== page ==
BRIEF DESCRIPTION OF DRAWINGS

FIGS. 1 and 2 are schematic cross-sectional views of a semiconductor substrate with several semiconductor layers disposed thereon; and

FIG. 3 is a schematic cross-sectional view of a semiconductor structure formed on a semiconductor substrate.

DETAILED DESCRIPTION

Referring to FIG. 1, which illustrates a structure amenable to use with the present invention, a substrate 10 is made of a semiconductor, such as silicon. Several layers collectively indicated at 11 are formed on substrate 10. Layers 11 may be grown, for example, in a chemical vapor deposition (CVD) system. In some embodiments, layers 11 are grown in an ultra-high vacuum chemical vapor deposition system (UHVCVD). In certain other embodiments, layers 11 may be grown in an atmospheric pressure CVD (APCVD) system or a low pressure CVD (LPCVD) system.

Layers 11 include a graded layer 12 disposed over substrate 10. Graded layer 12 may include Si and Ge with a grading rate of, for example, 10% Ge per micrometer (μm) of thickness, and a thickness T1 of, for example, 2-9 μm. Graded layer 12 may be grown, for example, at 600-1100° C. A relaxed layer 14 is disposed over graded SiGe layer 12. Relaxed layer 14 may include Si1−xGex with a uniform composition, containing, for example, 20-90% Ge and having a thickness T2 of, e.g., 0.2-2 μm. In an embodiment, T2 is 1.5 μm. A virtual substrate 15 includes relaxed layer 14 and graded layer 12.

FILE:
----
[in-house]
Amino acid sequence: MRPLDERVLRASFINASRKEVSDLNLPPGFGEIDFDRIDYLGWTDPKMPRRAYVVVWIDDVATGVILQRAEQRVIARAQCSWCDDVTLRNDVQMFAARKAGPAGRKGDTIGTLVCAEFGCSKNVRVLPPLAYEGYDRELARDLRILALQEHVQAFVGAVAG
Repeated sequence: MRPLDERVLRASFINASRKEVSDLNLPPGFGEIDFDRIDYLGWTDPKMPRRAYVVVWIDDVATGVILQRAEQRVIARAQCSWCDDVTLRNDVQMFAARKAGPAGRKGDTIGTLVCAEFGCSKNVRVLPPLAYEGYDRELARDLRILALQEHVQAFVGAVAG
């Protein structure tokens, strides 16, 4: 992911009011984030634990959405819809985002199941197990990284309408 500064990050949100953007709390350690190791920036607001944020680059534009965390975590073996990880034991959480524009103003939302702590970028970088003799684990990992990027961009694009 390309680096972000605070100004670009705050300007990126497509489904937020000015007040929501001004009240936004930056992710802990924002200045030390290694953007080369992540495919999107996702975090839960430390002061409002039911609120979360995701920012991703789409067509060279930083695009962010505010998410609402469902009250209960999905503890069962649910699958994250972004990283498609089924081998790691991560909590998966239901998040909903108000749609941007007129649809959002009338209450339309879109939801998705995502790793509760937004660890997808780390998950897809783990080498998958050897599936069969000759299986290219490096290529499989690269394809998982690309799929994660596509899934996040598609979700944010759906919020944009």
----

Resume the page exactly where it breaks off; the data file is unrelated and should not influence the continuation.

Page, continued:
A compressively strained layer 16 including a semiconductor material is disposed over relaxed layer 14. In an embodiment, compressively strained layer 16 includes group IV elements, such as Si1−yGey, with a Ge content (y) higher than the Ge content (x) of relaxed Si1−xGex layer 14. Compressively strained layer 16 contains, for example, 1-100% Ge and has a thickness T3 of, e.g., 10-500 angstroms (Å). The Ge content (x) of relaxed Si1−xGex layer 14 may be 20-90%, and the Ge content (y) of compressively strained Si1−yGey layer 16 may be 28-100%. In some embodiments, compressively strained layer 16 has a thickness T3 of less than 500 Å. In certain embodiments, T3 is less than 200 Å.

In some embodiments, compressively strained layer 16 includes at least one group III and/or one group V element. Compressively strained layer 16 may include, for example, indium gallium arsenide, indium gallium phosphide, or gallium arsenide.

In alternative embodiments, compressively strained layer 16 includes at least one group II and/or one group VI element. Compressively strained layer may include, for example, zinc selenide, sulphur, cadmium telluride, or mercury telluride.

A tensilely strained layer 18 is disposed over compressively strained layer 16, sharing an interface 19 with compressively strained layer 16. In an embodiment, tensilely strained layer 18 is formed of silicon. Tensilely strained layer 18 has a thickness T4 of, for example, 50-300 Å. In an embodiment, thickness T4 is approximately 200 Å.

Substrate 10 with layers 11 typically has a threading dislocation density of 105/cm2.